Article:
“DAMN.”—in addition to the quality of the music itself (which is amazing)—is so full of symbolism and metaphor that each song could have an entire paper written about it.
Comic Con came to St. Louis two weekends ago, bringing TV stars such as Michael Rooker (“The Walking Dead”) and Evan Peters (“American Horror Story”) alongside its usual slate of cosplay, superheroes and video game enthusiasts. However, a slightly more unconventional guest also made an appearance: the Aristocats, Washington University’s Disney-themed a cappella group, who performed four 30-minute sets over the course of the weekend.
Switching spots with The Pikers and The Greenleafs taking the stage, this bouncy and excited mood took a turn in the most beautiful of directions. Kendall Spina, co-music director of the group, introduced the Greenleafs performance of “Quiet” by MILCK, a song that has gained national attention over the past few months around Women’s Marches following the presidential election of Donald Trump.
When a celebrity has reached the point in their career to deserve a profile story, there might not be anything more disheartening than having the opening anecdote be that of the President of the United States calling them a “jackass.”
The performance, this year themed after the Bachelorette and starring senior Katie Greenberg as the Bachelorette and the other Whispers members as contestants, marks the triumphant conclusion of another successful year for the Whispers in terms of the ICCA competition.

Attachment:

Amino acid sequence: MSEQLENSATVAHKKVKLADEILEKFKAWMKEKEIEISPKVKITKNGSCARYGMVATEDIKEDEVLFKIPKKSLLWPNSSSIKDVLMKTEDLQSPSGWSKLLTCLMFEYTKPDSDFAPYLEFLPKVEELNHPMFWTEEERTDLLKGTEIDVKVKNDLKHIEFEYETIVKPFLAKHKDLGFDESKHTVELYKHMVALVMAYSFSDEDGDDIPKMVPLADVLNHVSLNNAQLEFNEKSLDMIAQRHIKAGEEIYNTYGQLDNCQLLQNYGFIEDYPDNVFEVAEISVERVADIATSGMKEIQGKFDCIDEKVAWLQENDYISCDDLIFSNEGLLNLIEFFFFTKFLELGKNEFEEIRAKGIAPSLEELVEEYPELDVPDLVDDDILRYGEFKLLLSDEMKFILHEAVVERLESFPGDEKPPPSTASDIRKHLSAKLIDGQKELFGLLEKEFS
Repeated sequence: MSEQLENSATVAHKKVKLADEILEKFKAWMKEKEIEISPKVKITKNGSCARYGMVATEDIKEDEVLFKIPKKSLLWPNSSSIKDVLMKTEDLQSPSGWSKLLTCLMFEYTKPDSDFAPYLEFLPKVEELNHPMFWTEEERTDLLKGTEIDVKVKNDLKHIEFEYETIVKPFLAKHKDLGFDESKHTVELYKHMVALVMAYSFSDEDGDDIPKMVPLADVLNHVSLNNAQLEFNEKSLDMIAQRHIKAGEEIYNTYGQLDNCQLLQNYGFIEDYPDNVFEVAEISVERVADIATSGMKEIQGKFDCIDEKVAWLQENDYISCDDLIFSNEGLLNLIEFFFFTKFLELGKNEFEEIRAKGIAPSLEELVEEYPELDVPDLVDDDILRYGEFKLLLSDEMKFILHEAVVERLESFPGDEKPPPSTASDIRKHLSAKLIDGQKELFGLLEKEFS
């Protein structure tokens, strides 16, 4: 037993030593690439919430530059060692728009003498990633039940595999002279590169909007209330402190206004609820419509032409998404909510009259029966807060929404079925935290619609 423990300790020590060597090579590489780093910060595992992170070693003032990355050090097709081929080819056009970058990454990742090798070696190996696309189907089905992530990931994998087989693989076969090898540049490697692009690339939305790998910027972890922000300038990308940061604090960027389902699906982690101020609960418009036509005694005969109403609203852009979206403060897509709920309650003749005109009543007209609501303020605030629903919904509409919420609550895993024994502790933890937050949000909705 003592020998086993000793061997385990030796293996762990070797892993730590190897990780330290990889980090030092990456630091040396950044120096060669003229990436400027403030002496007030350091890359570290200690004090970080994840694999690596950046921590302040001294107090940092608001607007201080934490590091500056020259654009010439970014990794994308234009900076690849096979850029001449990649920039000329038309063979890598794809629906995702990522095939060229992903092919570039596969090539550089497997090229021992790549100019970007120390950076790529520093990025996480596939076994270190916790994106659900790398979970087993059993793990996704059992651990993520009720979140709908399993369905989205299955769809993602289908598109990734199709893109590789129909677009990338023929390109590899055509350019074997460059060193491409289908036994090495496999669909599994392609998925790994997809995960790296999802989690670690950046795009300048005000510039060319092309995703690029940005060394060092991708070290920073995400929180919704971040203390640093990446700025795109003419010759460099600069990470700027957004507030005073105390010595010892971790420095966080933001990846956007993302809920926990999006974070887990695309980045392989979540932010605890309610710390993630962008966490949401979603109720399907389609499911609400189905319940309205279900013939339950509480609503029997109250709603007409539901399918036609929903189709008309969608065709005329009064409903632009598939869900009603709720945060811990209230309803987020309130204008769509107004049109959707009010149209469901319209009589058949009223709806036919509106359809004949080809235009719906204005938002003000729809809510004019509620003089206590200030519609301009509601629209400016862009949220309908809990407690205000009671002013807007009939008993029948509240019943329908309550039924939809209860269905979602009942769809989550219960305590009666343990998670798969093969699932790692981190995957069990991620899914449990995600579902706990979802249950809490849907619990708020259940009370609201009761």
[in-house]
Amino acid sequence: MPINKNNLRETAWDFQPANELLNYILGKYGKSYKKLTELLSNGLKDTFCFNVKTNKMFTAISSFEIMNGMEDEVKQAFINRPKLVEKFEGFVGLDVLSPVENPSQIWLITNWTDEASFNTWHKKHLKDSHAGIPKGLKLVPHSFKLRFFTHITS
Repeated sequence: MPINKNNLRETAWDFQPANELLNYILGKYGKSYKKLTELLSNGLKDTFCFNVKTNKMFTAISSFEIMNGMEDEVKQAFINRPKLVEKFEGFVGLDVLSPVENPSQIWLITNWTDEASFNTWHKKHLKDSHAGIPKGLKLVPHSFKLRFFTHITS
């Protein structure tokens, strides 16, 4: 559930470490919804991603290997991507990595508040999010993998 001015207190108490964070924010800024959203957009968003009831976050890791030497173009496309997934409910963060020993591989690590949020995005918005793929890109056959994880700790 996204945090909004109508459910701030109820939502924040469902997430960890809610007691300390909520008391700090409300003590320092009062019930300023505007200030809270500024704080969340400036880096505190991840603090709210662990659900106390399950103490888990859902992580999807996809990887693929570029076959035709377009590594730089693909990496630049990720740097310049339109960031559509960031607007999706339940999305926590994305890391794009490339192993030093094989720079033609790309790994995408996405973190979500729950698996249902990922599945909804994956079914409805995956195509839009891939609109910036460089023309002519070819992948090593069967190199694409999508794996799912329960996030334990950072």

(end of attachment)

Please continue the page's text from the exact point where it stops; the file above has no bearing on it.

Just as we have seen in the weather as spring shakes off the dregs of winter, these songs carry an initial bit of gloom but an overall sound or message encouraging listeners to keep on keeping on.
After months of attempted hype for Daya built up by the Social Board of the Congress of the South 40, many students still came to the Swamp for WUStock on Saturday with the perspective, “Who’s Daya?”
Most students will know Daya from her empowering pop anthem “Sit Still, Look Pretty,” solo hit “Hide Away,” or as the powerful voice featured on the Chainsmoker’s “Don’t Let Me Down.”
This concert—a showing of “Raiders of the Lost Ark” with the St. Louis Symphony playing the score by John Williams live—was an honest to god dream come true.
Last week the music forecast was brewing one major storm of new hits for the music industry early Friday morning, including Ed Sheeran, Lorde and Sylvan Esso, a bundle of very familiar names resurfaced onto the new music stage with content this week, proving that in their spotlight hiatus they have been hard at work.